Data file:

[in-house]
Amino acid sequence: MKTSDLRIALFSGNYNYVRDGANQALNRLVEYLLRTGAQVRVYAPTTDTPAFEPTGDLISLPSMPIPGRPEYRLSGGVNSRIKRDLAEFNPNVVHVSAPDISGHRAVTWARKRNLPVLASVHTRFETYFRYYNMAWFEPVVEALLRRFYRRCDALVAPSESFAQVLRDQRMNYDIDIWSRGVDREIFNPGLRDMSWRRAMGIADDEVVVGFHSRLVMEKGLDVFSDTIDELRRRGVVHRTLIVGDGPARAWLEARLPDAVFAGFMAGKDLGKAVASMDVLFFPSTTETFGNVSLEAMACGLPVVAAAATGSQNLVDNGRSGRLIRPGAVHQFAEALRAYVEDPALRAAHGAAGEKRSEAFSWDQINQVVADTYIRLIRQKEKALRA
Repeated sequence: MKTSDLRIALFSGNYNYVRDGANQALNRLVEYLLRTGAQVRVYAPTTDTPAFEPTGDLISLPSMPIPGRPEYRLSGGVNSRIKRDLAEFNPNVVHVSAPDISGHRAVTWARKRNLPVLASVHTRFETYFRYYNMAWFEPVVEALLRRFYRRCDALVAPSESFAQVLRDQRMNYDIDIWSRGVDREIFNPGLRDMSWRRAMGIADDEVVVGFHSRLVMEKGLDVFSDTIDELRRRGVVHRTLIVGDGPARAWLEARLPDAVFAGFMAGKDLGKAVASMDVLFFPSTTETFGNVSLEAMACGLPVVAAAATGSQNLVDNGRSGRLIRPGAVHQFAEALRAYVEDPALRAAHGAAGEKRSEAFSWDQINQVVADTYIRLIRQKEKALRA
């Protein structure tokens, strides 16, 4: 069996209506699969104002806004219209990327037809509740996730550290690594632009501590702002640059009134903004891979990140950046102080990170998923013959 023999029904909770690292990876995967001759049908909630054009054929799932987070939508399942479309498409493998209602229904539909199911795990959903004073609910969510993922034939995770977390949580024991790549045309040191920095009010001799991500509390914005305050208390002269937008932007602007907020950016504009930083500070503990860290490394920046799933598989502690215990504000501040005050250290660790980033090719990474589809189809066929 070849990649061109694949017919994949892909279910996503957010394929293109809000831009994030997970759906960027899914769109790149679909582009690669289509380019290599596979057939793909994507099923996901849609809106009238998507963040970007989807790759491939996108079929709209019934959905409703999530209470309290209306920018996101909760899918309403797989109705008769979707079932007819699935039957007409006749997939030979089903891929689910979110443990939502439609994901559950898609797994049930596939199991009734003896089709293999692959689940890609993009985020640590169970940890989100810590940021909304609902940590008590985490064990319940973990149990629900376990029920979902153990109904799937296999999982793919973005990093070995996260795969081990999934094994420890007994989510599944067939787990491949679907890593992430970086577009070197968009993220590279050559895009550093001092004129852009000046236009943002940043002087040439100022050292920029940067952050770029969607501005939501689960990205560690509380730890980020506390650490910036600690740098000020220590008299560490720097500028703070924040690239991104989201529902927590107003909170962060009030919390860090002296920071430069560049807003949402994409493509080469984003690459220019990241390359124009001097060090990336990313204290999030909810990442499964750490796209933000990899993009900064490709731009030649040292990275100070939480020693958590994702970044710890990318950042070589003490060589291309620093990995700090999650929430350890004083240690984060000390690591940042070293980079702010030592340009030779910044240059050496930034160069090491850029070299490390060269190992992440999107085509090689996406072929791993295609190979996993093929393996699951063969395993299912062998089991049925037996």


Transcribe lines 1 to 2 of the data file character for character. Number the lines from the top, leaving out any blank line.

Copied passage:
[in-house]
Amino acid sequence: MKTSDLRIALFSGNYNYVRDGANQALNRLVEYLLRTGAQVRVYAPTTDTPAFEPTGDLISLPSMPIPGRPEYRLSGGVNSRIKRDLAEFNPNVVHVSAPDISGHRAVTWARKRNLPVLASVHTRFETYFRYYNMAWFEPVVEALLRRFYRRCDALVAPSESFAQVLRDQRMNYDIDIWSRGVDREIFNPGLRDMSWRRAMGIADDEVVVGFHSRLVMEKGLDVFSDTIDELRRRGVVHRTLIVGDGPARAWLEARLPDAVFAGFMAGKDLGKAVASMDVLFFPSTTETFGNVSLEAMACGLPVVAAAATGSQNLVDNGRSGRLIRPGAVHQFAEALRAYVEDPALRAAHGAAGEKRSEAFSWDQINQVVADTYIRLIRQKEKALRA